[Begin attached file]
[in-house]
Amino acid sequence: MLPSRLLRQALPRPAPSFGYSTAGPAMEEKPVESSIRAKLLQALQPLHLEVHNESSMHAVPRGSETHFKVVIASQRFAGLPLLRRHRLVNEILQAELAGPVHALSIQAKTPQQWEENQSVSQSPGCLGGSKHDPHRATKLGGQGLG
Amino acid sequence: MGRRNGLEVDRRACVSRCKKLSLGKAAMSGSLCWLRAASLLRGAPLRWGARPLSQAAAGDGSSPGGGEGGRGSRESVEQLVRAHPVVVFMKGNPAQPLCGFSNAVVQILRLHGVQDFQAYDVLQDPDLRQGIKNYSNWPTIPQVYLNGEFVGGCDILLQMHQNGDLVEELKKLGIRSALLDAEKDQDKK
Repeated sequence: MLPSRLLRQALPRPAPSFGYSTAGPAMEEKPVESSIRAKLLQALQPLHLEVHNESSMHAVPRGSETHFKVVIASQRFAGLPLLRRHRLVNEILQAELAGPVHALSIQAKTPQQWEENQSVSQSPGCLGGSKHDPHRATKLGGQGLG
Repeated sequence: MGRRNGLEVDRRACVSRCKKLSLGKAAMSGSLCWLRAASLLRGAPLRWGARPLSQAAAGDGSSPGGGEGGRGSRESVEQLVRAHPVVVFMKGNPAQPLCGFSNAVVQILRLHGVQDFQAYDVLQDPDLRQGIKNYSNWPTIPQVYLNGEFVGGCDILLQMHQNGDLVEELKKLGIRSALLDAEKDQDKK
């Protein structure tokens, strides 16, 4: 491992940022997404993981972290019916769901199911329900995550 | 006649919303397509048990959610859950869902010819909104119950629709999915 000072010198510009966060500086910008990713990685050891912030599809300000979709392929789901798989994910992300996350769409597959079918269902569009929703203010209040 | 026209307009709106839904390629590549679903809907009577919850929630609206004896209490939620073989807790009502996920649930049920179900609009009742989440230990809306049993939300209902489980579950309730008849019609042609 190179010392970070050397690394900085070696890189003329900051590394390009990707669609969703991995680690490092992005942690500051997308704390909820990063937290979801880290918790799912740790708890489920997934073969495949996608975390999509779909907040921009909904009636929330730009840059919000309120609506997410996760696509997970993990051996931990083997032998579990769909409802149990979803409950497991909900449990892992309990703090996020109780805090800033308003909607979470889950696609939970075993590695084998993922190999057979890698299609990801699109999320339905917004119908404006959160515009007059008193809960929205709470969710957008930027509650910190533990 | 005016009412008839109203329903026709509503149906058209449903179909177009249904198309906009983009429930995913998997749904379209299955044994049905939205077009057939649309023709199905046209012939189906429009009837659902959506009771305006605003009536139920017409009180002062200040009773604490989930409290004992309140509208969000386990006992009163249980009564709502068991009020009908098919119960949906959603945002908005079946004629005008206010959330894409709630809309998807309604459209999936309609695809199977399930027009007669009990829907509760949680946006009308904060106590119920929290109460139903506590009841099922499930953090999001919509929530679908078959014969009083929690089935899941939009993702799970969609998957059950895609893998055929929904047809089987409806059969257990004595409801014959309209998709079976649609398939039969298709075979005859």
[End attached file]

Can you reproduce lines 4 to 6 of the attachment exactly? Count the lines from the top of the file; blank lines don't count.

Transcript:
Repeated sequence: MLPSRLLRQALPRPAPSFGYSTAGPAMEEKPVESSIRAKLLQALQPLHLEVHNESSMHAVPRGSETHFKVVIASQRFAGLPLLRRHRLVNEILQAELAGPVHALSIQAKTPQQWEENQSVSQSPGCLGGSKHDPHRATKLGGQGLG
Repeated sequence: MGRRNGLEVDRRACVSRCKKLSLGKAAMSGSLCWLRAASLLRGAPLRWGARPLSQAAAGDGSSPGGGEGGRGSRESVEQLVRAHPVVVFMKGNPAQPLCGFSNAVVQILRLHGVQDFQAYDVLQDPDLRQGIKNYSNWPTIPQVYLNGEFVGGCDILLQMHQNGDLVEELKKLGIRSALLDAEKDQDKK
């Protein structure tokens, strides 16, 4: 491992940022997404993981972290019916769901199911329900995550 | 006649919303397509048990959610859950869902010819909104119950629709999915 000072010198510009966060500086910008990713990685050891912030599809300000979709392929789901798989994910992300996350769409597959079918269902569009929703203010209040 | 026209307009709106839904390629590549679903809907009577919850929630609206004896209490939620073989807790009502996920649930049920179900609009009742989440230990809306049993939300209902489980579950309730008849019609042609 190179010392970070050397690394900085070696890189003329900051590394390009990707669609969703991995680690490092992005942690500051997308704390909820990063937290979801880290918790799912740790708890489920997934073969495949996608975390999509779909907040921009909904009636929330730009840059919000309120609506997410996760696509997970993990051996931990083997032998579990769909409802149990979803409950497991909900449990892992309990703090996020109780805090800033308003909607979470889950696609939970075993590695084998993922190999057979890698299609990801699109999320339905917004119908404006959160515009007059008193809960929205709470969710957008930027509650910190533990 | 005016009412008839109203329903026709509503149906058209449903179909177009249904198309906009983009429930995913998997749904379209299955044994049905939205077009057939649309023709199905046209012939189906429009009837659902959506009771305006605003009536139920017409009180002062200040009773604490989930409290004992309140509208969000386990006992009163249980009564709502068991009020009908098919119960949906959603945002908005079946004629005008206010959330894409709630809309998807309604459209999936309609695809199977399930027009007669009990829907509760949680946006009308904060106590119920929290109460139903506590009841099922499930953090999001919509929530679908078959014969009083929690089935899941939009993702799970969609998957059950895609893998055929929904047809089987409806059969257990004595409801014959309209998709079976649609398939039969298709075979005859």